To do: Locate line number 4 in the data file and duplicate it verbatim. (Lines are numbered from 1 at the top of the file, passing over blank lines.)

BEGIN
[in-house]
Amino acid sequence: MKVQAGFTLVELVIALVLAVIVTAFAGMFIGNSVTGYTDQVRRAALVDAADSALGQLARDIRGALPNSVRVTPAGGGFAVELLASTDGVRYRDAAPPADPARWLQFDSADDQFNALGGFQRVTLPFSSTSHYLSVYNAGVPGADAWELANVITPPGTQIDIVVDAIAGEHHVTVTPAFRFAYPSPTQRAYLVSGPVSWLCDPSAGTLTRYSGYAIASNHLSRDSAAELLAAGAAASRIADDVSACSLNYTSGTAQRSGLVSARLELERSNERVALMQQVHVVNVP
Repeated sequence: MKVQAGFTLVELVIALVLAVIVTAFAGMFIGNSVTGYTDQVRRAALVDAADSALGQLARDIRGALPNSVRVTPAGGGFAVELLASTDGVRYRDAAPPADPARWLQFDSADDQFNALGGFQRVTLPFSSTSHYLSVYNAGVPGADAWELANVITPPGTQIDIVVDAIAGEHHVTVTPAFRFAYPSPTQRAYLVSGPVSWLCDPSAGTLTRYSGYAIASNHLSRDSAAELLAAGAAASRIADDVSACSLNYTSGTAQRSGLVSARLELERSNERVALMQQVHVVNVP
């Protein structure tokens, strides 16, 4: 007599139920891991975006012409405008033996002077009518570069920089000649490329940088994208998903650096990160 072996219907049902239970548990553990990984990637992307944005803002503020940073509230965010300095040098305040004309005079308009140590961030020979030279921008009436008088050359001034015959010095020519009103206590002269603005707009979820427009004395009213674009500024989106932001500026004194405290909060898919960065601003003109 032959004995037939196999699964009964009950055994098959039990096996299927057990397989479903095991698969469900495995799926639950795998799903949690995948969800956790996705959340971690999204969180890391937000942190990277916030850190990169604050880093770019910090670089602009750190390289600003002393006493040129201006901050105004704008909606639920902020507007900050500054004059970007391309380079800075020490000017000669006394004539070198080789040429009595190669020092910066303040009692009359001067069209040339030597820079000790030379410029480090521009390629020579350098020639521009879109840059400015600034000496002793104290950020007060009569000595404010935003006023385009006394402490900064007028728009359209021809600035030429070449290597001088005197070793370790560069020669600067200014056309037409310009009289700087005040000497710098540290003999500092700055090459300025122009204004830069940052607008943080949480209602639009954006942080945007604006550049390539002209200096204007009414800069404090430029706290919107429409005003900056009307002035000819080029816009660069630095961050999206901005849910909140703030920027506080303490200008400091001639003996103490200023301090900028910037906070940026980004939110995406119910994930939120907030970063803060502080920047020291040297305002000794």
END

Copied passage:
């Protein structure tokens, strides 16, 4: 007599139920891991975006012409405008033996002077009518570069920089000649490329940088994208998903650096990160 072996219907049902239970548990553990990984990637992307944005803002503020940073509230965010300095040098305040004309005079308009140590961030020979030279921008009436008088050359001034015959010095020519009103206590002269603005707009979820427009004395009213674009500024989106932001500026004194405290909060898919960065601003003109 032959004995037939196999699964009964009950055994098959039990096996299927057990397989479903095991698969469900495995799926639950795998799903949690995948969800956790996705959340971690999204969180890391937000942190990277916030850190990169604050880093770019910090670089602009750190390289600003002393006493040129201006901050105004704008909606639920902020507007900050500054004059970007391309380079800075020490000017000669006394004539070198080789040429009595190669020092910066303040009692009359001067069209040339030597820079000790030379410029480090521009390629020579350098020639521009879109840059400015600034000496002793104290950020007060009569000595404010935003006023385009006394402490900064007028728009359209021809600035030429070449290597001088005197070793370790560069020669600067200014056309037409310009009289700087005040000497710098540290003999500092700055090459300025122009204004830069940052607008943080949480209602639009954006942080945007604006550049390539002209200096204007009414800069404090430029706290919107429409005003900056009307002035000819080029816009660069630095961050999206901005849910909140703030920027506080303490200008400091001639003996103490200023301090900028910037906070940026980004939110995406119910994930939120907030970063803060502080920047020291040297305002000794």